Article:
At South Dakota State University, a student op-ed argued that “disbanding diversity offices is not going to stop ‘leftist’ thinking in our universities.”

“What they are going to do is make it that much more difficult to promote actual inclusivity on campus and for non-white, LGBTQIA+ and disabled students, faculty and staff to feel accepted here,” the Sept. 28 opinion piece stated.

The stated goal of the opportunity centers would be to streamline university resources and address the individual needs of all students. However, the description of the opportunity centers proposed functions that are similar to how current diversity offices describe themselves.

“There seems to be a lot of confusion — this is really about creating opportunity for every student that walks onto our campus,” Nathan Lukkes, the South Dakota Board of Regents general counsel, reportedly said. “When you start talking about retaining and graduating students, there are a whole host of challenges that our students face.”

Gov. Noem has said she believes the opportunity centers should replace diversity centers on college campuses.

“I am glad to see that so-called diversity offices, which have unfortunately become less about serving students and more about advancing leftist agendas, are being replaced by Opportunity Centers that will focus on students as individuals, rather than members of groups,” Noem said in a statement in August after the regents approved the Opportunity for All plan.

“The policies put forth by the Board of Regents are a step forward in our quest to resist the harmful effects this ideology can have on students and preserve honest, patriotic education throughout South Dakota. I look forward to continuing the conversation with our legislators and education leaders in the coming months.”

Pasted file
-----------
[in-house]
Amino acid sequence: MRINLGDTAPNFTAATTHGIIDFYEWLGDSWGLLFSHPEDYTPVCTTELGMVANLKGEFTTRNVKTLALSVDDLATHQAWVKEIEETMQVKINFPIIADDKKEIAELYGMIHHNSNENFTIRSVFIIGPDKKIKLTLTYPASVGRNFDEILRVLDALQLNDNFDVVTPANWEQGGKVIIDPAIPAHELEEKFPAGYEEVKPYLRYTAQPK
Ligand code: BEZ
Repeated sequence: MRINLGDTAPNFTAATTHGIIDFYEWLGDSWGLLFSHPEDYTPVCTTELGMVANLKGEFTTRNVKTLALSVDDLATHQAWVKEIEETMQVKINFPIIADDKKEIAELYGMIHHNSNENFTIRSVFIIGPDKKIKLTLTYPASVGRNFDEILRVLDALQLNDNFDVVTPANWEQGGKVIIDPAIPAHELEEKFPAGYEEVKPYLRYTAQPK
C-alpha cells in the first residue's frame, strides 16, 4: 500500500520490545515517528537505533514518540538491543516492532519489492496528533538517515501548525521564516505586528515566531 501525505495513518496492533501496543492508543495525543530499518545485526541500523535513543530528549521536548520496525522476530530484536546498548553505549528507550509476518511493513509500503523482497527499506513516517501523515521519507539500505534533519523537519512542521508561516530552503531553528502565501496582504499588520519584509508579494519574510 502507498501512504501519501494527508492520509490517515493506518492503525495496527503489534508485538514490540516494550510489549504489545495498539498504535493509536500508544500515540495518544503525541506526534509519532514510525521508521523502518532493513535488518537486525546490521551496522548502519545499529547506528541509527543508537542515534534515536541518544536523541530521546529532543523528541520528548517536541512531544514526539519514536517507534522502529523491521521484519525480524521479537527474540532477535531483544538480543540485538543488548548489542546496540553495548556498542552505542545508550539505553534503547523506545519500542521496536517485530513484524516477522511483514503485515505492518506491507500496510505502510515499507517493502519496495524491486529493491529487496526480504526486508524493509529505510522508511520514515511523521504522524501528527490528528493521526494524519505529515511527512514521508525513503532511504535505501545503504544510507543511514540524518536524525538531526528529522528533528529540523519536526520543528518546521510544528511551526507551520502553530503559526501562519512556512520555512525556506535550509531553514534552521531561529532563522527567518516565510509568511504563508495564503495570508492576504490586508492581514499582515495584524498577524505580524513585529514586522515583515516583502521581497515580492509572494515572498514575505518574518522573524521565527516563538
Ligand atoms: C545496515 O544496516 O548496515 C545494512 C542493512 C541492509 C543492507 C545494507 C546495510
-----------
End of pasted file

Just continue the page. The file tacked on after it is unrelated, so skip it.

When Noem announced the ban on federal grants tied to critical race theory, she argued that it’s important to impart to students not only the flaws and mistakes of the country, but also express pride in the accomplishments of the country.

Under critical race theory, it’s held that white Americans are currently responsible for the plight and struggles of non-white racial groups and that they are inherently oppressors. The controversial theory often teaches that the country was built on racism and that systemic racism is a central and inescapable element of American life.

Critics of critical race theory argue that it teaches students to be ashamed of America.

Noem’s statement takes several swipes at critical race theory. However, it does not explicitly ban specific modes of instruction, teaching or lesson plans.

In a message sent to the Mitchell Republic, state Sen. Reynold Nesiba, an economics professor at Augustana State University, took note at the vagueness of Noem’s statement.

“What is banned and what is not?” Nesiba asked. “Still, this has a chilling effect on any education related to race and is a major government overreach by the governor.”

The vagueness of the statement has her critics accusing her of simply posturing to please her base.

“The movement foreshadows a spring 2022 legislative session in which there may be a clash of ideologies over the state’s higher education system, and differences of opinion on whether universities should work to promote diversity, equity and inclusion,” the Argus Leader reports.

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About the Author
Corey Walker -- University of Michigan